The Rhythm Section, 2020.
Directed by Reed Morano.
Starring Blake Lively, Jude Law, Sterling K. Brown, Daniel Mays, Ivana Bašić, Nasser Memarzia, Max Casella, Richard Brake, Raza Jaffrey, Geoff Bell, Jade Anouka, and Tawfeek Barhom.
A woman seeks revenge against those who orchestrated a plane crash that killed her family.
If at any point one character straightfaced calls the protagonist a cliché, that’s as good a sign as any to do another draft. The Rhythm Section is written by Mark Burnell (adapting his own novel) yet also given a fresh female story perspective with director Reed Morano (an Emmy winner for directing episodes of The Handmaid’s Tale) at the helm, but unfortunately, none of them know what to do with the shining Oxford student turned grieving junkie/prostitute in the face of an unthinkable family tragedy that, three years later, meets former intelligence operatives that unearth a deeper conspiracy behind what was actually a attack, while also readying her to become an assassin of her own.
Blake Lively does solid work in the role of Stephanie Patrick, but she’s being asked to convey everything from survivor’s guilt to sexual abuse trauma to drug addiction, only for some of those traits to be immediately taken away for her to transform into a silent killer taking advantage of the skills she does have. The problem is that when it’s finally time for her to get into the field (at least an hour of this movie is exposition and painfully slow training lessons), she is given missions from Sterling K. Brown (another source for intel) that feels like the most basic objectives debriefing for a Hitman game, but also if the entirety of the planning and sneaking of that mission was skipped so we could watch Stephanie go right for the kill. Basically, that’s another way of saying the action here lacks involvement and purpose aside from an impressive tracking shot car chase that switches between first and third-person perspectives. Also, you have real problems if I think the story of a Hitman game (it’s a popular franchise known for stealthy gameplay and is rarely driven by an engaging narrative) is more intriguing than the generic terrorist bombing cover-up here.
That’s not to say that The Rhythm Section needs to flesh out its villains, as they are clearly senseless murderers motivated by Islamic extremism and/or money. Although, for starters, it would be wise to not make the identity of one the attackers a mystery when there are only two realistic options to choose from (I gave up hoping to be surprised halfway into the movie). No, the bigger issue is that Stephanie herself is a boring protagonist where it’s difficult to buy into her wanting to enter this lifestyle or becoming a self-destructive mess in the first place. The story is even worse at getting into the personal pain driving these bold life decisions.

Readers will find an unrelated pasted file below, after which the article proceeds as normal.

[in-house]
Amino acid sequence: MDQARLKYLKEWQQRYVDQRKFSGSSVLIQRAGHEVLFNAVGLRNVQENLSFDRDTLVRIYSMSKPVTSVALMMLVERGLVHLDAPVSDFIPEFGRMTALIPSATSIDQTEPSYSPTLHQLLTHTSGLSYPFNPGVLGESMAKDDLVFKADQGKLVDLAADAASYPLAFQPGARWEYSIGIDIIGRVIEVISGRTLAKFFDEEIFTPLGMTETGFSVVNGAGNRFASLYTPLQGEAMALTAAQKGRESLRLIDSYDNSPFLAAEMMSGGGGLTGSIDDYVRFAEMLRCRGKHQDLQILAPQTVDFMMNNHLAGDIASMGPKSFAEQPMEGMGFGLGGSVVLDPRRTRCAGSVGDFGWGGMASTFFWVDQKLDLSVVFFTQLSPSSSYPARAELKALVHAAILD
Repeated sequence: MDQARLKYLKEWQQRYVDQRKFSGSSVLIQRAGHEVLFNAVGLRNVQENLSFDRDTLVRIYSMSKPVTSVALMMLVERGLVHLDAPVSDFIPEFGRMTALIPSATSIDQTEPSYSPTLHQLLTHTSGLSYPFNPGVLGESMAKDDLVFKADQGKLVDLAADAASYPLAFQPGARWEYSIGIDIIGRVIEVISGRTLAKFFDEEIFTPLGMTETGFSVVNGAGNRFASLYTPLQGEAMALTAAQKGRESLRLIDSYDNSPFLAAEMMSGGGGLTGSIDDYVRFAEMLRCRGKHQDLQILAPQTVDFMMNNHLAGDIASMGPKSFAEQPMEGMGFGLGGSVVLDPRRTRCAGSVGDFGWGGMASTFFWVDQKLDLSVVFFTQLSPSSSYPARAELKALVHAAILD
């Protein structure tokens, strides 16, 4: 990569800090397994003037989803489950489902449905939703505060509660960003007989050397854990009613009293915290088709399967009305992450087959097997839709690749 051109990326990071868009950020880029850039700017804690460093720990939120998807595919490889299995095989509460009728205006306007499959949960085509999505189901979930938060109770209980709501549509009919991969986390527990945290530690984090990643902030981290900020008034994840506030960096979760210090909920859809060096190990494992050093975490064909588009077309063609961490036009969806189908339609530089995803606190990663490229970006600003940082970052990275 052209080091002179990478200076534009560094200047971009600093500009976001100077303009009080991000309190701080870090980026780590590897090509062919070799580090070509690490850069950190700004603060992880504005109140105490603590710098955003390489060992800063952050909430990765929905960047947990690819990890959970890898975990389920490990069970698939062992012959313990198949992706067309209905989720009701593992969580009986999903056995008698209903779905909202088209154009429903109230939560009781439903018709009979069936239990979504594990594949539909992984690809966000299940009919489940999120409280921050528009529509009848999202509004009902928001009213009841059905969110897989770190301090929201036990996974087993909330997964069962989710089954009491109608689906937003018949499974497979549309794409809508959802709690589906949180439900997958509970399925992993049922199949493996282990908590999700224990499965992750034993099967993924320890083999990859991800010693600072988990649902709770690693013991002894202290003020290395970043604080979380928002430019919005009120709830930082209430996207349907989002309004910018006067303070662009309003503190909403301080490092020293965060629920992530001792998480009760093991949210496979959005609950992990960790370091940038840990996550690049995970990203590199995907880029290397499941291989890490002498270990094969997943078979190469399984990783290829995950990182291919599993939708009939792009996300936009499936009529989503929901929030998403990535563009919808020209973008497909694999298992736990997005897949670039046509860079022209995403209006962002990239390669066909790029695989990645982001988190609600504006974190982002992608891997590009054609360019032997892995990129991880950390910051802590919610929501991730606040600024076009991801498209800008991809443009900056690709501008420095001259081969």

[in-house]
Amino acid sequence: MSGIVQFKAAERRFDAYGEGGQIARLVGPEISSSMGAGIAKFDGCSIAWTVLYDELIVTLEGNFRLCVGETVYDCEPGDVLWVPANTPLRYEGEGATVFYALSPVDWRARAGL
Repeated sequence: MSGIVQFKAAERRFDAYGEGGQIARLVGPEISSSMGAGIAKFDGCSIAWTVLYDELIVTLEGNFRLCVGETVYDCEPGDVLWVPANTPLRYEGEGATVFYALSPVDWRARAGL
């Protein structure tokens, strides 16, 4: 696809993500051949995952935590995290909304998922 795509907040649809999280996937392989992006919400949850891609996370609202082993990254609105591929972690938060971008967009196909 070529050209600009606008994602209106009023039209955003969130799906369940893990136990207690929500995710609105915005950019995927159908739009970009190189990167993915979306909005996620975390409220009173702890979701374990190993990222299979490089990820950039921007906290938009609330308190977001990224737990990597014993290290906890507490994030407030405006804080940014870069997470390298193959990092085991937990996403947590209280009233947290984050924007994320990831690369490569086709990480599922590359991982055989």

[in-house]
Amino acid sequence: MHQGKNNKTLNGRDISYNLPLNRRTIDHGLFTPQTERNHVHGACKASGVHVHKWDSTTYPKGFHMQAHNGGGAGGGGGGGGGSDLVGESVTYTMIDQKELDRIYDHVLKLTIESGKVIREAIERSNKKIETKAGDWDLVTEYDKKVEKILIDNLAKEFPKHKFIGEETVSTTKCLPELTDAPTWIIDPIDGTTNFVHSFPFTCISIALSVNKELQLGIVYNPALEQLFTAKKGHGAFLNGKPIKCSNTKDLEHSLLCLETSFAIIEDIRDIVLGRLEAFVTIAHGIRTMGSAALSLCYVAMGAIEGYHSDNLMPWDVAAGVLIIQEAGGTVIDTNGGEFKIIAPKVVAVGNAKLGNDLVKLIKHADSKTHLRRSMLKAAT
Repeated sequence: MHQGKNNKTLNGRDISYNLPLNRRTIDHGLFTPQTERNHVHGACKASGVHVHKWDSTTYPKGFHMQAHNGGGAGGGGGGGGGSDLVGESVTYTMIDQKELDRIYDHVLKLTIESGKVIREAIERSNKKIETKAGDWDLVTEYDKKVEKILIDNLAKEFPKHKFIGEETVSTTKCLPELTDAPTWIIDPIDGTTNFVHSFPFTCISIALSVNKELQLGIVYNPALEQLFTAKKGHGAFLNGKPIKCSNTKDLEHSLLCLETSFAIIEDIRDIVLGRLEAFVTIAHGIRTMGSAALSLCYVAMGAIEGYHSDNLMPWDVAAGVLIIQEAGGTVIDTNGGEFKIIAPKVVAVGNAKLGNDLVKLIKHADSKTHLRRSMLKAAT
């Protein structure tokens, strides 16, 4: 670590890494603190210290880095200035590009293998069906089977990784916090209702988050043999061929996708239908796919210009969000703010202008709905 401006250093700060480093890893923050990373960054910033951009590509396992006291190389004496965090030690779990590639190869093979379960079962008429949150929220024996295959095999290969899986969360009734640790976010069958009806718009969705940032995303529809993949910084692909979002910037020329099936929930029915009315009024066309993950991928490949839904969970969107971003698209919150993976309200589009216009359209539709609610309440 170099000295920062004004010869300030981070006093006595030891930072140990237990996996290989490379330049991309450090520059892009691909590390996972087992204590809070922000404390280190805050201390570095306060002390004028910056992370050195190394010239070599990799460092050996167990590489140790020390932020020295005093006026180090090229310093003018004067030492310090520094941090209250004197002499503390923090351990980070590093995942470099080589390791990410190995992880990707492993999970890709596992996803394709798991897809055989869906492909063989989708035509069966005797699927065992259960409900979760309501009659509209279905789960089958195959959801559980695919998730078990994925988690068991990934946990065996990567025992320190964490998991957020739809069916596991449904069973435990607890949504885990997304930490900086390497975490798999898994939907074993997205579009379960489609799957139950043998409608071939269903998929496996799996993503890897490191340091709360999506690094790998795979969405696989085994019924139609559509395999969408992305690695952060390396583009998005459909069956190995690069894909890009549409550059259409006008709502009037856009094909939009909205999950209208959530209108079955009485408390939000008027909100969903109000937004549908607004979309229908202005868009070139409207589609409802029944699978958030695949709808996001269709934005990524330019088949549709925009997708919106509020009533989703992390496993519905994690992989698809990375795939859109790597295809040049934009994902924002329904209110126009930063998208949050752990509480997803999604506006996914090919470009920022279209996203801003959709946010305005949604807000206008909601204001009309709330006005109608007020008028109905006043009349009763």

For as unnecessarily long as her field training at the hands of Jude Law goes on, it is nice that the first time Stephanie does get physical, she is still very clearly not ready for any of this, putting herself in danger and pushing herself beyond her limits in the name of vengeance. As a result, there is more urgency in danger in a few of the one-on-one fight sequences even if it’s obvious she’s not going to die. Her lack of proper preparation and combat experience also makes the aforementioned car chase intense in addition to serving as a cinematography highlight. Blake Lively also put in some gym work so that these more physical scenes come across believable and somewhat visceral; I wish I was able to say I cared about her actual character more, but I did wince every time she unsuccessfully blocked or dodged a punch. On that note, it’s a shame how little action there is in The Rhythm Section.
The characters and story simply aren’t good enough to justify saving the mild thrills until the last 45 minutes (and even then there are some serious pacing issues going from action sequence to action sequence). However, there is a worthwhile subplot to further explore in a mother who also lost someone in the terrorist attack, as it feels like Reed Morano wants to say something of substance about how men and women approach revenge from different angles. Sadly, it only gets about 10 minutes of screen time.
Lastly, it needs to be briefly mentioned that The Rhythm Section is somewhat about coping with the loss of loved ones following an airborne tragedy, which could be a touchy subject for those still struggling to process the recent death of NBA legend Kobe Bryant, terrorist involvement or not. If you are sensitive to that sort of thing, it’s even more definitive that you should probably skip The Rhythm Section. There are some decent individual scenes but as a whole, *sigh* it just never finds a graceful rhythm.
Flickering Myth Rating – Film: ★ ★ / Movie: ★ ★
Robert Kojder is a member of the Chicago Film Critics Association and the Flickering Myth Reviews Editor. Check here for new reviews, friend me on Facebook, follow my Twitter or Letterboxd, check out my personal non-Flickering Myth affiliated Patreon, or email me at MetalGearSolid719@gmail.com